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Tutorial on Solving a Complex Problem – Returning Life to Normal with Safety and Economy after the Pandemic

Lately in the US, and I suppose in the rest of the world also, leaders face the problem of “re-opening the market” after the abatement of the coronavirus pandemic. On the one end, you want to prevent an economic recession/depression as much as possible; on the other hand there is the safety of the population to be concerned. You wish to find an optimal course of action(s).

It is clear the possible courses of actions in such a real world problem are endless and with all kinds of uncertainty; and to consider and evaluate carefully each course of action will be an impossible calculation burden (note 1). Yet as a leader choosing a course of action he must, including “do nothing and let nature take its course” as a plan of action. **In practice, we consult widely and decide on a plan based on our experience, knowledge, gut feeling and hope for the best**.

In this article, I wish to use this real life example to illustrate how one approach such a problem as a consulting engineer/adviser who can

· rationally attack such a problem in a systematic manner,

· quantify our approach,

· handle the uncertainties,

· make clear the distinction between theory and real world problems.

Hopefully such a discussion will help the general public in understanding the role and limit of science in policy making. Actually the US National Academy of Medicine has a series of webnairs discussion on the the details of the pandemic https://www.covid19conversations.org/. They should be taken as authoritative. My use of this pandemic example is for illustrative purpose of a complex problem only. So here goes my article.

Consider the following steps you take as a leader

*1. ** Assembly a panel of economists, medical experts, government officials, merchant association representatives.*

*2. ** Start with a re-opening date and a schedule of phased return to normal (people will have different ideas about such a schedule. Don’t worry. Consider any reasonable schedule to start). Now ask the panel to give their best GUESS (no need for accuracy just estimate) as to the economic/environmental/safety consequences of such a “re-opening” schedule*

*3. ** Now using the same schedule but postpone the starting date by one week and re-estimate the consequences.*

*4. ** Repeat step 3 for the next nine weeks. This will give you a total of ten scenarios each with different consequences.*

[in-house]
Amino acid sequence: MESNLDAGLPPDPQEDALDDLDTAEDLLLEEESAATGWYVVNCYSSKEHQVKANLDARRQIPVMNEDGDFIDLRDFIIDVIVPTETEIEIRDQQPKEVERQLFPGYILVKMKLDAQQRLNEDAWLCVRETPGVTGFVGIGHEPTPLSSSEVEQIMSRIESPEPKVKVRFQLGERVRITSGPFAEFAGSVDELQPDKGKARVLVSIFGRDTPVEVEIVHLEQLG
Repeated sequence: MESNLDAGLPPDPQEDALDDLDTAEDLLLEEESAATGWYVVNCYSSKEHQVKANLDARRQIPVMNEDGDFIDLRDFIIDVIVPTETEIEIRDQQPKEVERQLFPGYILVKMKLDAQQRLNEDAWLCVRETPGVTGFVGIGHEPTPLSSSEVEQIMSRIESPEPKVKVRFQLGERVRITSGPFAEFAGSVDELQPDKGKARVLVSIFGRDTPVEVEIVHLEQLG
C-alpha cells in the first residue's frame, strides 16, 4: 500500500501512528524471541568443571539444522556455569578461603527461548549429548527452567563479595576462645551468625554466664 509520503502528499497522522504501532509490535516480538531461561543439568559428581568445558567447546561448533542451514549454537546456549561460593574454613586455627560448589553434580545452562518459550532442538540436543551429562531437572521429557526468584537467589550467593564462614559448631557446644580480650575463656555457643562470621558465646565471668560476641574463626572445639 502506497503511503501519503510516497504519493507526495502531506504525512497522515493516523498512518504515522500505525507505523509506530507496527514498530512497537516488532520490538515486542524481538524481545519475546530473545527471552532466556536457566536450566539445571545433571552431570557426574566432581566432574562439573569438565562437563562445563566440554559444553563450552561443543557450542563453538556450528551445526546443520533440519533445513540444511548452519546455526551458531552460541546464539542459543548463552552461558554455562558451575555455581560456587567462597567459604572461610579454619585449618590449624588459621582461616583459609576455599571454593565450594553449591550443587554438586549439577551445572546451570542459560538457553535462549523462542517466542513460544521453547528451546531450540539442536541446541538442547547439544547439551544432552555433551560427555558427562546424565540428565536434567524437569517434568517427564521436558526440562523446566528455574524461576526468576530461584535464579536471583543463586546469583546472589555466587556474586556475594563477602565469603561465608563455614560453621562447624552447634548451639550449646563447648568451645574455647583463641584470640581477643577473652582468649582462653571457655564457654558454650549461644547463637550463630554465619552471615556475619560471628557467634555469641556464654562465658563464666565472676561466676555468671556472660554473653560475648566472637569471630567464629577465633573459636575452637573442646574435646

*5. ** Now repeat steps 2 thru 4 with a different schedule (again based on the suggestions of this panel of experts) and starting date to get another ten scenarios*

*6. ** Repeat step 5 until you get a total of 200 different scenarios. *

*7. ** Note this requires the panel to come up with only 20 not 200 different possible schedules – a very doable task.*

*8. ** You can order these 200 guessed solutions according to their estimated goodness. Again, you are asking the panel to make guesses and to do rough tradeoff and NOT to guarantee their assessments. *

*9. ** Now you have a list of 200 ordered (in terms of estimated goodness) solutions.*

*10. **Take the top12 of these estimated and ordered solutions, the theory of Ordinal Optimization then guarantees that among these 12 solution approaches, there are some 3 or 4 actual top 12 solutions if you really had the time to investigate all 200 of the approaches.*

*11. **Now you can take your time to examine these estimated top 12 schedules in greater detail and get at least 3 or 4 truly good schedules to pick from.*

Of course, the above is only an overly simplified description of policy making, decision choice, theory vs. practice and the role of each. Reader with more question are welcomed to comment and/or write to me directly with questions.

Note 1 Because of uncertainties, to calculate the expected cost/benefit of a complex problem via detail simulation one must average over a large number of repeated calculations. Even with fastest computer, this can often be extremely time consuming.

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